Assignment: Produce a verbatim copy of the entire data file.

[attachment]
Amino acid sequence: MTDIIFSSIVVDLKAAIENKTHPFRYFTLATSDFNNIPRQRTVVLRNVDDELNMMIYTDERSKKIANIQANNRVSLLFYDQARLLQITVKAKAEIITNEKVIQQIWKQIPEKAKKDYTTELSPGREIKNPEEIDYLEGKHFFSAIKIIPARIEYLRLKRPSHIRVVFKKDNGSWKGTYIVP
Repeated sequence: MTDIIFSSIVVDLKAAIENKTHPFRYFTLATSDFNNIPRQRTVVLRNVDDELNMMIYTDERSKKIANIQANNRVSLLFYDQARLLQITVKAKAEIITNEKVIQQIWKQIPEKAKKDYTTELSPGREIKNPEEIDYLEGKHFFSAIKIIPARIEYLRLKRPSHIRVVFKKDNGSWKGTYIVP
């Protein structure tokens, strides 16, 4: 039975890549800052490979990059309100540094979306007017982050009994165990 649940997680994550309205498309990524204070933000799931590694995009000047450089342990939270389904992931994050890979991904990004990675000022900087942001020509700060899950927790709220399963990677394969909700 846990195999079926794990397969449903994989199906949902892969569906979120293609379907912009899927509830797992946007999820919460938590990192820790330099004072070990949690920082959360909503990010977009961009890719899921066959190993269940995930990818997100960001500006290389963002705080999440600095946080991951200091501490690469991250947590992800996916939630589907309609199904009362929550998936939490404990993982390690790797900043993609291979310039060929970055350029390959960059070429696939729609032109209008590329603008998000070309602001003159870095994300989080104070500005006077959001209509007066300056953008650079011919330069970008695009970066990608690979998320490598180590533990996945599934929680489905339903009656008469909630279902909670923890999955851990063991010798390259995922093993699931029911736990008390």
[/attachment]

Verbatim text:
Amino acid sequence: MTDIIFSSIVVDLKAAIENKTHPFRYFTLATSDFNNIPRQRTVVLRNVDDELNMMIYTDERSKKIANIQANNRVSLLFYDQARLLQITVKAKAEIITNEKVIQQIWKQIPEKAKKDYTTELSPGREIKNPEEIDYLEGKHFFSAIKIIPARIEYLRLKRPSHIRVVFKKDNGSWKGTYIVP
Repeated sequence: MTDIIFSSIVVDLKAAIENKTHPFRYFTLATSDFNNIPRQRTVVLRNVDDELNMMIYTDERSKKIANIQANNRVSLLFYDQARLLQITVKAKAEIITNEKVIQQIWKQIPEKAKKDYTTELSPGREIKNPEEIDYLEGKHFFSAIKIIPARIEYLRLKRPSHIRVVFKKDNGSWKGTYIVP
């Protein structure tokens, strides 16, 4: 039975890549800052490979990059309100540094979306007017982050009994165990 649940997680994550309205498309990524204070933000799931590694995009000047450089342990939270389904992931994050890979991904990004990675000022900087942001020509700060899950927790709220399963990677394969909700 846990195999079926794990397969449903994989199906949902892969569906979120293609379907912009899927509830797992946007999820919460938590990192820790330099004072070990949690920082959360909503990010977009961009890719899921066959190993269940995930990818997100960001500006290389963002705080999440600095946080991951200091501490690469991250947590992800996916939630589907309609199904009362929550998936939490404990993982390690790797900043993609291979310039060929970055350029390959960059070429696939729609032109209008590329603008998000070309602001003159870095994300989080104070500005006077959001209509007066300056953008650079011919330069970008695009970066990608690979998320490598180590533990996945599934929680489905339903009656008469909630279902909670923890999955851990063991010798390259995922093993699931029911736990008390």